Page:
Rural Council declares Origin fan day a public holiday
RUGBY LEAGUE: A day off to watch the footy is a rare occasion for Charleville, and one the region will celebrate when the State of Origin fan day comes to town next month.
May 28 has been officially gazetted as a public holiday for the Murweh shire to host the event, which has generated a buzz in Charleville since the announcement was made at the Adrian Vowles Cup in February.
"When the announcement was made, we had applied for the event to have its own pubic holiday, so at the time we were just waiting on a reply from the minister," Murweh shire mayor Annie Liston said.
"It was important for council to apply for the public holiday because of the distance that people will be travelling to get here - even Thargomindah is very interested in coming, and that is a four hour trip.
"You want them to be able to come and enjoy the day, which is why we went for a public holiday.
"Usually, Murweh and all the other shires would never get an chance to be there while the State of Origin team are training, so I think it is a wonderful opportunity for everyone to come and be involved in it."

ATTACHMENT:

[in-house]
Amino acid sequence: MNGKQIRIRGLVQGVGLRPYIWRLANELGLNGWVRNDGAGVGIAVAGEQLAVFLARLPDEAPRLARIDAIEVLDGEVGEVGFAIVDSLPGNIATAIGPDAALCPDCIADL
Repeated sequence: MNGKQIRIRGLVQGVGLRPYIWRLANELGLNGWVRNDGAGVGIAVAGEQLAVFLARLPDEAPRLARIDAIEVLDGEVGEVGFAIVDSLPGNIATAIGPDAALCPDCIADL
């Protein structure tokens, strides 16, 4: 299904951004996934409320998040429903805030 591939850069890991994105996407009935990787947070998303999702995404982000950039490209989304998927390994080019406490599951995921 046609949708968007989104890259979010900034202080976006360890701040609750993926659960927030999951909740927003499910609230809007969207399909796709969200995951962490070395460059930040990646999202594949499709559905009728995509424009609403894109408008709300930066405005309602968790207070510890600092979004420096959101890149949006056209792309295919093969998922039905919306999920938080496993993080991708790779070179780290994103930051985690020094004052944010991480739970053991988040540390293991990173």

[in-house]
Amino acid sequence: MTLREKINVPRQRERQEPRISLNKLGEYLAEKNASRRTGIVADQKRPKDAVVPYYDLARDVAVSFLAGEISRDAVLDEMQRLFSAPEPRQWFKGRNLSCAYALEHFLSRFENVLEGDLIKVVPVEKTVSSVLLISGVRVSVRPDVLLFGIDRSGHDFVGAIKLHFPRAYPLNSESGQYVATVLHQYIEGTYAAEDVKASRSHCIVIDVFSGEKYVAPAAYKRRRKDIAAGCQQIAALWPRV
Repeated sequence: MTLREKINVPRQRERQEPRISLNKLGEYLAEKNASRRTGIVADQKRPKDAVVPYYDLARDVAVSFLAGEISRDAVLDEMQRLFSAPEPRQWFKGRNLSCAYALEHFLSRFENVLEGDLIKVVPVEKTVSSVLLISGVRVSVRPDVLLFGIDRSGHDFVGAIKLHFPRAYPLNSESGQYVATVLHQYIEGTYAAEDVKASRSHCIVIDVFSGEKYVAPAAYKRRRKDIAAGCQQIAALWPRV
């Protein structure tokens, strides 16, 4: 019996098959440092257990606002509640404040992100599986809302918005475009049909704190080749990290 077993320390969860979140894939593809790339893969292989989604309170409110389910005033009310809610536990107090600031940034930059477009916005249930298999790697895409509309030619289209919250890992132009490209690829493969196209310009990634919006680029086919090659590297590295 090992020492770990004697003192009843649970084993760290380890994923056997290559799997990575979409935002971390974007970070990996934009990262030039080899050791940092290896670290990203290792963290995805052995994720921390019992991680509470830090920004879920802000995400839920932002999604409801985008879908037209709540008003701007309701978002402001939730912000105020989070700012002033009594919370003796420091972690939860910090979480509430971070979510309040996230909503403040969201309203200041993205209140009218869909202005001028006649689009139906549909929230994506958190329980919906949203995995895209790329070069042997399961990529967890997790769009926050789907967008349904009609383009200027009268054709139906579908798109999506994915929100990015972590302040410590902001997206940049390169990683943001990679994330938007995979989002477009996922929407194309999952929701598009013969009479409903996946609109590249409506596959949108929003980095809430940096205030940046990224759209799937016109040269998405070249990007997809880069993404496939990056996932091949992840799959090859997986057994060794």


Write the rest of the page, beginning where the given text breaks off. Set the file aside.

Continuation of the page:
The annual fan day for the Queensland State of Origin side has historically attracted large crowds to regional towns.
Last year, the event was held on the Fraser Coast, and attracted more than 6000 people.
"The team is looking forward to the fan day; it is a big commitment, but also a huge lift for the team," QRL spokesman Michael Hillier said.
"There will be activities and entertainment for families, drills with NRL development officers throughout the day, as well as opportunities for players to sign autographs.
"Best of all, the day in Charleville will be the guys' first training session for the State of Origin series."
While last year's attendance figure practically doubled the entire population of Charleville, Cr Liston believes the fan day will still receive a raucous reception.
"Football is such a big thing in our region and we are trying to ramp it up as much as possible," she said.
"We have a lot of people who are trying really hard to keep our own local football going, and this is a good injection to that.
"It is also a way to say 'this can happen in Murweh'."